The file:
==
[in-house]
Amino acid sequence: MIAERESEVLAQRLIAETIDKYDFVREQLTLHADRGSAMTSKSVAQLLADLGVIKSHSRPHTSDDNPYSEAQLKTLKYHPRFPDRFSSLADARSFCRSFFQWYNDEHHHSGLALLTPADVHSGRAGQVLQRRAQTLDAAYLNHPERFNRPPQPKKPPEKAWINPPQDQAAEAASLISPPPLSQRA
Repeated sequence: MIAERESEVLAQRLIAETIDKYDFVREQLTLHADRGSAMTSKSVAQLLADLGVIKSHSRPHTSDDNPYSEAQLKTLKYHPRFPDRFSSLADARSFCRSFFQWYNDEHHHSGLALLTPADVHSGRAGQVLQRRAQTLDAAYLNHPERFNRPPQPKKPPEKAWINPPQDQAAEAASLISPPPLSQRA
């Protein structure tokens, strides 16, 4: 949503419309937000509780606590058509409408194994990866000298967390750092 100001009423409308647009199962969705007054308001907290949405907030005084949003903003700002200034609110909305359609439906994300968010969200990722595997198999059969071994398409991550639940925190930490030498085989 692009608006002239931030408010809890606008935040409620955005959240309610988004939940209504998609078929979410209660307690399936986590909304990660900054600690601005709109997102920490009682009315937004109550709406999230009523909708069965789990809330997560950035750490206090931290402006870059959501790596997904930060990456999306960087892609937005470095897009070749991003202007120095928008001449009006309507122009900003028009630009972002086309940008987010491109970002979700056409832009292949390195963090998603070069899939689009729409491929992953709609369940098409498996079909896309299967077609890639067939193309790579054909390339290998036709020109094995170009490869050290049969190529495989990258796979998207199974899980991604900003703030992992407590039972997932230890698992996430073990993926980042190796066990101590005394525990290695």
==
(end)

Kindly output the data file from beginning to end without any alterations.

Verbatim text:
[in-house]
Amino acid sequence: MIAERESEVLAQRLIAETIDKYDFVREQLTLHADRGSAMTSKSVAQLLADLGVIKSHSRPHTSDDNPYSEAQLKTLKYHPRFPDRFSSLADARSFCRSFFQWYNDEHHHSGLALLTPADVHSGRAGQVLQRRAQTLDAAYLNHPERFNRPPQPKKPPEKAWINPPQDQAAEAASLISPPPLSQRA
Repeated sequence: MIAERESEVLAQRLIAETIDKYDFVREQLTLHADRGSAMTSKSVAQLLADLGVIKSHSRPHTSDDNPYSEAQLKTLKYHPRFPDRFSSLADARSFCRSFFQWYNDEHHHSGLALLTPADVHSGRAGQVLQRRAQTLDAAYLNHPERFNRPPQPKKPPEKAWINPPQDQAAEAASLISPPPLSQRA
């Protein structure tokens, strides 16, 4: 949503419309937000509780606590058509409408194994990866000298967390750092 100001009423409308647009199962969705007054308001907290949405907030005084949003903003700002200034609110909305359609439906994300968010969200990722595997198999059969071994398409991550639940925190930490030498085989 692009608006002239931030408010809890606008935040409620955005959240309610988004939940209504998609078929979410209660307690399936986590909304990660900054600690601005709109997102920490009682009315937004109550709406999230009523909708069965789990809330997560950035750490206090931290402006870059959501790596997904930060990456999306960087892609937005470095897009070749991003202007120095928008001449009006309507122009900003028009630009972002086309940008987010491109970002979700056409832009292949390195963090998603070069899939689009729409491929992953709609369940098409498996079909896309299967077609890639067939193309790579054909390339290998036709020109094995170009490869050290049969190529495989990258796979998207199974899980991604900003703030992992407590039972997932230890698992996430073990993926980042190796066990101590005394525990290695």